Event Venues

Think Outside the Cube

Nowadays, meeting spaces need to serve multiple purposes, because (as every event professional knows) each conference, meeting planner, and attendee has a unique goal.

I was reminded of this concept last Tuesday during the second edition of Uncubed NYC — an annual tech startup event held Nov. 13 at the Altman Building in Manhattan. It was a one-track conference and all sessions were held in the same room, and the “Uncubed” theme was everywhere. Large cardboard cubes hung from the ceilings that were later used as tables for the cocktail reception. The main stage was flanked by cardboard boxes, each with a different image projected on to it (courtesy of event production company Splash) — including talking red lips, cartoons, and sponsors’ logos (an interesting, non-overwhelming way to incorporate sponsors).

Main stage at Uncubed during an interview with Tumblr founder David Karp.

There were large wooden structures throughout the room that could be used as tables for laptops, drinks, briefcases, and could be easily moved, just as the chairs surrounding the stage could be easily rearranged as well. There was no separation between socializing and panel discussions. Attendees could walk over to the wine bar to the left of the stage and sample something from Lot18, a new online sommelier and wine store; watch artists at work in the Outlook-sponsored art studio; or try out the interactive photo booth provided by The Bosco — all while remaining tuned into the panel discussions and presentations taking place on stage.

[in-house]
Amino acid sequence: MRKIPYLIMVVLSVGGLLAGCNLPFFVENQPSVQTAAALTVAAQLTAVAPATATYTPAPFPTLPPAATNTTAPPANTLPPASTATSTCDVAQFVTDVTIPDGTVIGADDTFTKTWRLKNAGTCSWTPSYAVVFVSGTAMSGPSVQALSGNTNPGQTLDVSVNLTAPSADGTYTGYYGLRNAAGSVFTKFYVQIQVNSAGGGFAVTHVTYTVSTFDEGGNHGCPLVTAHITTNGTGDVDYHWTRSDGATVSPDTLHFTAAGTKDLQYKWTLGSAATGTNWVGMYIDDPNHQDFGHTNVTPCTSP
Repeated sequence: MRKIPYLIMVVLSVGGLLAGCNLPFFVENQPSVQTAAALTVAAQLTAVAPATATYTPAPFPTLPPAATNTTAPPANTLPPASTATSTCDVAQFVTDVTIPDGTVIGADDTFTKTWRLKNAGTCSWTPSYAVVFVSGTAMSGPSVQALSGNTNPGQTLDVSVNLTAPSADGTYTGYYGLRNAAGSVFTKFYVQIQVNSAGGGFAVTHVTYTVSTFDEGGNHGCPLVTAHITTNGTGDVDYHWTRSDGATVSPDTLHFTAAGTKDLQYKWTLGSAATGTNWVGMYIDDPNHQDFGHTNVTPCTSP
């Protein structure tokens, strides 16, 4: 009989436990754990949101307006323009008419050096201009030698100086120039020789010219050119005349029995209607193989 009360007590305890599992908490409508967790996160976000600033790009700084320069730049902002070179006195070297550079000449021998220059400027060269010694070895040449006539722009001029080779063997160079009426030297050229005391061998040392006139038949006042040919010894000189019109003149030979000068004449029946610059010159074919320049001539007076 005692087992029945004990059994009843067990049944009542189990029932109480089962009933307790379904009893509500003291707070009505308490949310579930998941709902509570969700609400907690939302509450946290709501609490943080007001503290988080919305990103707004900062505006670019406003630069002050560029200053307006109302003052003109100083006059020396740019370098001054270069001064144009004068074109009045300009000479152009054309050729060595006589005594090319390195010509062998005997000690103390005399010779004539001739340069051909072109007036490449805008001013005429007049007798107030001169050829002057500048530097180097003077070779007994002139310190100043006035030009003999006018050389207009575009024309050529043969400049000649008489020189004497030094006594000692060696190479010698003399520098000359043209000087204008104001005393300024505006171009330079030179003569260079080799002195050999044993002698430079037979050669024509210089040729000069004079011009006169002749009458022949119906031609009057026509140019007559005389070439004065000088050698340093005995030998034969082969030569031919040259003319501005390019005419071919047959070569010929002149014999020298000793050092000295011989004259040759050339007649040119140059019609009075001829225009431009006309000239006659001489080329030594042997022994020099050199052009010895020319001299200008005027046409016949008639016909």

Artists at work in the Outlook-sponsored art studio.

The only downside to this open-air layout was noise. It was often difficult to hear the speakers because so many other things were going on. As the night progressed, and more and more people began to relax, this grew to be a bigger problem. But all in all, the layout was inviting and resulted in a creative, comfortable atmosphere.

One of the founders of Lot18, Tim Vidra, was already seeing the benefit of such a structure. He explained that while his company makes the online experience as interactive as possible, they want to attend live events because (as we all know) the best way to experience wine is by drinking it. By placing the wine bar next to the main action, they were seeing a lot more traffic, and engaging in a lot more conversations than they would have with another layout.

Lot18’s wine bar is conveniently positioned next to the stage, flanked by the photo booth provided by The Bosco, and the Outlook-sponsored art studio.

The intimate setup made it easy for attendees to experience the entire conference in a pressure-free environment. No running around, checking watches and room numbers. Attendees were free to network, observe, engage, explore, and discover on their own time.

Sarah Beauchamp

Sarah Beauchamp was formerly assistant editor of Convene.